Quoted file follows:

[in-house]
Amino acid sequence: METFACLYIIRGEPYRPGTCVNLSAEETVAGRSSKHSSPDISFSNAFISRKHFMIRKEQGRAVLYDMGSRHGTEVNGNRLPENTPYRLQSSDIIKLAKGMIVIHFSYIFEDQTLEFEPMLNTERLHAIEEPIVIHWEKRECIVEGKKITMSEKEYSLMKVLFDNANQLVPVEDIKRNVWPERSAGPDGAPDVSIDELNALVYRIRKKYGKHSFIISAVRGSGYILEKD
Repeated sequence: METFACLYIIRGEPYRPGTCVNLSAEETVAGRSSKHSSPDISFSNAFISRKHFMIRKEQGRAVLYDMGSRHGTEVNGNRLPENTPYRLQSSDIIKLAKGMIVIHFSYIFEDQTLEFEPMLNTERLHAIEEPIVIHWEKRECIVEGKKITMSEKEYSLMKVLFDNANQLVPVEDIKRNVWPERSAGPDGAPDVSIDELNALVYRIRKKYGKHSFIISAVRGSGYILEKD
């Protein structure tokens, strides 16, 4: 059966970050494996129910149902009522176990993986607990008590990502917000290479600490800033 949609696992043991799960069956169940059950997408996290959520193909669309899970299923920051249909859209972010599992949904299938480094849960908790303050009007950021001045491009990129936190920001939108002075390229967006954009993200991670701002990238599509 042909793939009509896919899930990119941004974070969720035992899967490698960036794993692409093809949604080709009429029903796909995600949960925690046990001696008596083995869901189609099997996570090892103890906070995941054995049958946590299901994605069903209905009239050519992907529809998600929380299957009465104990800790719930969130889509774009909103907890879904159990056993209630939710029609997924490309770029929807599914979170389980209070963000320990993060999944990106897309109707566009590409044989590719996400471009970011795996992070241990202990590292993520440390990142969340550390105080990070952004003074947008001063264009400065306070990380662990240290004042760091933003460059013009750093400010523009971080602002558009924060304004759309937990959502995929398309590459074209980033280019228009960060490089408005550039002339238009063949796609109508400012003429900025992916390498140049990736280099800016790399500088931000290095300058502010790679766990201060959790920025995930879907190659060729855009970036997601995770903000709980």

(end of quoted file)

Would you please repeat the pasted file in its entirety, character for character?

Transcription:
[in-house]
Amino acid sequence: METFACLYIIRGEPYRPGTCVNLSAEETVAGRSSKHSSPDISFSNAFISRKHFMIRKEQGRAVLYDMGSRHGTEVNGNRLPENTPYRLQSSDIIKLAKGMIVIHFSYIFEDQTLEFEPMLNTERLHAIEEPIVIHWEKRECIVEGKKITMSEKEYSLMKVLFDNANQLVPVEDIKRNVWPERSAGPDGAPDVSIDELNALVYRIRKKYGKHSFIISAVRGSGYILEKD
Repeated sequence: METFACLYIIRGEPYRPGTCVNLSAEETVAGRSSKHSSPDISFSNAFISRKHFMIRKEQGRAVLYDMGSRHGTEVNGNRLPENTPYRLQSSDIIKLAKGMIVIHFSYIFEDQTLEFEPMLNTERLHAIEEPIVIHWEKRECIVEGKKITMSEKEYSLMKVLFDNANQLVPVEDIKRNVWPERSAGPDGAPDVSIDELNALVYRIRKKYGKHSFIISAVRGSGYILEKD
């Protein structure tokens, strides 16, 4: 059966970050494996129910149902009522176990993986607990008590990502917000290479600490800033 949609696992043991799960069956169940059950997408996290959520193909669309899970299923920051249909859209972010599992949904299938480094849960908790303050009007950021001045491009990129936190920001939108002075390229967006954009993200991670701002990238599509 042909793939009509896919899930990119941004974070969720035992899967490698960036794993692409093809949604080709009429029903796909995600949960925690046990001696008596083995869901189609099997996570090892103890906070995941054995049958946590299901994605069903209905009239050519992907529809998600929380299957009465104990800790719930969130889509774009909103907890879904159990056993209630939710029609997924490309770029929807599914979170389980209070963000320990993060999944990106897309109707566009590409044989590719996400471009970011795996992070241990202990590292993520440390990142969340550390105080990070952004003074947008001063264009400065306070990380662990240290004042760091933003460059013009750093400010523009971080602002558009924060304004759309937990959502995929398309590459074209980033280019228009960060490089408005550039002339238009063949796609109508400012003429900025992916390498140049990736280099800016790399500088931000290095300058502010790679766990201060959790920025995930879907190659060729855009970036997601995770903000709980």